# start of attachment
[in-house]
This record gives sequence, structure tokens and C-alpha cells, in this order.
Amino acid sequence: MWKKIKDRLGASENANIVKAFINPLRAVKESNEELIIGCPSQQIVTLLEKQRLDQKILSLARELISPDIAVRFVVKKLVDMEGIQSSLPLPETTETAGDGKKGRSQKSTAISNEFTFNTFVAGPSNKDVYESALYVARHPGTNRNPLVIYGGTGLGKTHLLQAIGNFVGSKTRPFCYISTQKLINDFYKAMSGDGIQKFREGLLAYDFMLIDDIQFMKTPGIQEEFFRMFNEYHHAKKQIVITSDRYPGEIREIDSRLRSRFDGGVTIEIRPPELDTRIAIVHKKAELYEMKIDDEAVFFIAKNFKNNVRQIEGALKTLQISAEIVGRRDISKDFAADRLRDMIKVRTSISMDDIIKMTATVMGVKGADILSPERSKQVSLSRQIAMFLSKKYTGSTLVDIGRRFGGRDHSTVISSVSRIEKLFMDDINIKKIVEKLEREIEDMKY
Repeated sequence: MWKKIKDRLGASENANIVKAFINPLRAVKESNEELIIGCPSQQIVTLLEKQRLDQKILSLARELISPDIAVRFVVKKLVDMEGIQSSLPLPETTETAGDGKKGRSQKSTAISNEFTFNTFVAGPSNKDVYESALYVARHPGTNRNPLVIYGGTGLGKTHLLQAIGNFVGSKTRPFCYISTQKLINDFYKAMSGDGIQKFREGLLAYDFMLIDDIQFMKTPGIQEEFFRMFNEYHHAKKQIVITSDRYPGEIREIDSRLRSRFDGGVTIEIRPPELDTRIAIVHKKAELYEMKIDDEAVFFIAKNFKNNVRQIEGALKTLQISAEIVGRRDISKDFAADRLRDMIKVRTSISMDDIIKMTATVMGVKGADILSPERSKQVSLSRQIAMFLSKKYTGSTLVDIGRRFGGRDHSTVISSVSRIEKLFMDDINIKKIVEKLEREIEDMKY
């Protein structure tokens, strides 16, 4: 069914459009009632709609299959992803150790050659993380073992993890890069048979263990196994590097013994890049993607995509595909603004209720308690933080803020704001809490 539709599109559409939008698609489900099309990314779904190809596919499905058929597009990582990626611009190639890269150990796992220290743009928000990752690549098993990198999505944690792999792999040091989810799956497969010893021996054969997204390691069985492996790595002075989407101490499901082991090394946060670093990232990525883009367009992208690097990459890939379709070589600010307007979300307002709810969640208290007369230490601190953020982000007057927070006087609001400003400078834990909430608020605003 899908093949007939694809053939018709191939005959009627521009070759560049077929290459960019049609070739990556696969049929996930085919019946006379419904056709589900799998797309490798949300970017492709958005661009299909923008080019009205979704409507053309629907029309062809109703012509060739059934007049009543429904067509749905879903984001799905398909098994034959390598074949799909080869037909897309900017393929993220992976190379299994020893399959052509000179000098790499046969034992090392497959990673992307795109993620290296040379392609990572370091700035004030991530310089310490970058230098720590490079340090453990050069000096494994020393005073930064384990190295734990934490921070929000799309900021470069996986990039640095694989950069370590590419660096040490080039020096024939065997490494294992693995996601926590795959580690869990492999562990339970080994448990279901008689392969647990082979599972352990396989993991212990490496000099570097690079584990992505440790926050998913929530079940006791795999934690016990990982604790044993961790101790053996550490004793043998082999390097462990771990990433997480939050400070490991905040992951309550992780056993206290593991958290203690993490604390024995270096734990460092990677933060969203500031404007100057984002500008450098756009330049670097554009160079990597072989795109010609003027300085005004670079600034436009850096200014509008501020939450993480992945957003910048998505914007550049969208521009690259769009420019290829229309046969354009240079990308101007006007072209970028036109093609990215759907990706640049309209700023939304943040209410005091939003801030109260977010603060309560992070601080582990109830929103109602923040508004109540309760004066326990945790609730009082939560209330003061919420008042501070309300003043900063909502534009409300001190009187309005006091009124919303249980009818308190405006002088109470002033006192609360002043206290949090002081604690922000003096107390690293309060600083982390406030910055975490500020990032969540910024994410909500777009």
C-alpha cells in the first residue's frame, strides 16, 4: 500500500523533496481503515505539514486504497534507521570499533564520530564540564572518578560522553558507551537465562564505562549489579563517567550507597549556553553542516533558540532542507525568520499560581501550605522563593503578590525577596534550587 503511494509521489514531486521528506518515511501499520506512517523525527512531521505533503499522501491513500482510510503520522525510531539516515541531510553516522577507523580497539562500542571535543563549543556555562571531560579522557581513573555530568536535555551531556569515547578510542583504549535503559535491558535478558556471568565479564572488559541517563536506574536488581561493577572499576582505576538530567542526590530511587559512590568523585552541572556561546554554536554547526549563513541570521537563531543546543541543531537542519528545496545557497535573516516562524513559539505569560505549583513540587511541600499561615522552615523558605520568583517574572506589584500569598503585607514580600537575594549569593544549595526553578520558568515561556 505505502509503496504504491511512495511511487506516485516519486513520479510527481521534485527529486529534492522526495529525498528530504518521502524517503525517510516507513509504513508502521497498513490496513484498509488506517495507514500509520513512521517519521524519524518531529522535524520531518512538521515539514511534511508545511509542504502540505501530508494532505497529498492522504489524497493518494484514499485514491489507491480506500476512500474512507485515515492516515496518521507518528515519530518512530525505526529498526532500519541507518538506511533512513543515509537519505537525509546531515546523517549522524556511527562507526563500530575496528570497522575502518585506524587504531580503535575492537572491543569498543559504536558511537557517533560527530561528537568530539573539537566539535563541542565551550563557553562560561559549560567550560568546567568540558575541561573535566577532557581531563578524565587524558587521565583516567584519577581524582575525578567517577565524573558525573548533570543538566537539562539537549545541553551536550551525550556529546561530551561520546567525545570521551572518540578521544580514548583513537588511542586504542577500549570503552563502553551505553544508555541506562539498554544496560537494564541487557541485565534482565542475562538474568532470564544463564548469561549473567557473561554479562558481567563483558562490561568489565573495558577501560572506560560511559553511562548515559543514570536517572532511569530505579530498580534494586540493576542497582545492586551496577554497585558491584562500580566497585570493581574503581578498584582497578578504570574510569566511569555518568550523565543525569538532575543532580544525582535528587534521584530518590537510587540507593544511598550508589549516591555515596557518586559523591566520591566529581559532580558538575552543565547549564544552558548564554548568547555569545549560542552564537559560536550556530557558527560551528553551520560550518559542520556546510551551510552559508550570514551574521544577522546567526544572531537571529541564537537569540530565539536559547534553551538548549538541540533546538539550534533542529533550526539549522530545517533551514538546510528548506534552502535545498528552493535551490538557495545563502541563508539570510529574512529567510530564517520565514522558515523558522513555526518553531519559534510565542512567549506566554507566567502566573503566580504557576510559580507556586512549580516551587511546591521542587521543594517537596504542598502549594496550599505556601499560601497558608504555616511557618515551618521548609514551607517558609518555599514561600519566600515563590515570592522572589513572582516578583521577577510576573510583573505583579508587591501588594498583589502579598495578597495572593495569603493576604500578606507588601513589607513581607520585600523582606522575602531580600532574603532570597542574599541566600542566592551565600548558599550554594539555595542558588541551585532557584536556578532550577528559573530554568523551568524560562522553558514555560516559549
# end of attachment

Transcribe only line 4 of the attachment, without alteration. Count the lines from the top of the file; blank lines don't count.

Repeated sequence: MWKKIKDRLGASENANIVKAFINPLRAVKESNEELIIGCPSQQIVTLLEKQRLDQKILSLARELISPDIAVRFVVKKLVDMEGIQSSLPLPETTETAGDGKKGRSQKSTAISNEFTFNTFVAGPSNKDVYESALYVARHPGTNRNPLVIYGGTGLGKTHLLQAIGNFVGSKTRPFCYISTQKLINDFYKAMSGDGIQKFREGLLAYDFMLIDDIQFMKTPGIQEEFFRMFNEYHHAKKQIVITSDRYPGEIREIDSRLRSRFDGGVTIEIRPPELDTRIAIVHKKAELYEMKIDDEAVFFIAKNFKNNVRQIEGALKTLQISAEIVGRRDISKDFAADRLRDMIKVRTSISMDDIIKMTATVMGVKGADILSPERSKQVSLSRQIAMFLSKKYTGSTLVDIGRRFGGRDHSTVISSVSRIEKLFMDDINIKKIVEKLEREIEDMKY